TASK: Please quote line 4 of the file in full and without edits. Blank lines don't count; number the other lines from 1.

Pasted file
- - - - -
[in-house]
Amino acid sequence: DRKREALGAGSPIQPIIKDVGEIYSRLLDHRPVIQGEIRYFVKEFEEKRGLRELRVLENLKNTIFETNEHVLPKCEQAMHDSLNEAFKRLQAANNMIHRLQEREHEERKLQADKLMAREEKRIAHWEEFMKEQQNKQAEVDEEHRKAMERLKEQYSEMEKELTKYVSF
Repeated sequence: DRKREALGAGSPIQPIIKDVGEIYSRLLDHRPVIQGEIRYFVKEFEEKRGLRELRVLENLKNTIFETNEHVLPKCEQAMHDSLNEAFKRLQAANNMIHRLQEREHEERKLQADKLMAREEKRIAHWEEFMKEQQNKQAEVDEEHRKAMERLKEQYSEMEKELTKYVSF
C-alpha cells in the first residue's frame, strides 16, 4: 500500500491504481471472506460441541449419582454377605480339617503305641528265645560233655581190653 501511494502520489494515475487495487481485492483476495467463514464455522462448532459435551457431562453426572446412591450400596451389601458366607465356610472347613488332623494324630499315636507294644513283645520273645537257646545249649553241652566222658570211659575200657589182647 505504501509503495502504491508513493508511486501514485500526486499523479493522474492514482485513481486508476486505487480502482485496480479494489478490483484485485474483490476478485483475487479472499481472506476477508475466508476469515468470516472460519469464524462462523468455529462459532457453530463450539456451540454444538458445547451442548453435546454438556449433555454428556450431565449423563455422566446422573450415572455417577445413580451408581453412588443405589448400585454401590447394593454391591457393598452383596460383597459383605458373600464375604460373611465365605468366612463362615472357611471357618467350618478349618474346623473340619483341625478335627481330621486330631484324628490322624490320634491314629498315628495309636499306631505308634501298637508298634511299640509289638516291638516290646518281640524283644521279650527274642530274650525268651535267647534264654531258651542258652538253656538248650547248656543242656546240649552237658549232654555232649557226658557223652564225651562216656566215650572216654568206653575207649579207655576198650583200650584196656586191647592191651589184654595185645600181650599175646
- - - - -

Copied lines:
C-alpha cells in the first residue's frame, strides 16, 4: 500500500491504481471472506460441541449419582454377605480339617503305641528265645560233655581190653 501511494502520489494515475487495487481485492483476495467463514464455522462448532459435551457431562453426572446412591450400596451389601458366607465356610472347613488332623494324630499315636507294644513283645520273645537257646545249649553241652566222658570211659575200657589182647 505504501509503495502504491508513493508511486501514485500526486499523479493522474492514482485513481486508476486505487480502482485496480479494489478490483484485485474483490476478485483475487479472499481472506476477508475466508476469515468470516472460519469464524462462523468455529462459532457453530463450539456451540454444538458445547451442548453435546454438556449433555454428556450431565449423563455422566446422573450415572455417577445413580451408581453412588443405589448400585454401590447394593454391591457393598452383596460383597459383605458373600464375604460373611465365605468366612463362615472357611471357618467350618478349618474346623473340619483341625478335627481330621486330631484324628490322624490320634491314629498315628495309636499306631505308634501298637508298634511299640509289638516291638516290646518281640524283644521279650527274642530274650525268651535267647534264654531258651542258652538253656538248650547248656543242656546240649552237658549232654555232649557226658557223652564225651562216656566215650572216654568206653575207649579207655576198650583200650584196656586191647592191651589184654595185645600181650599175646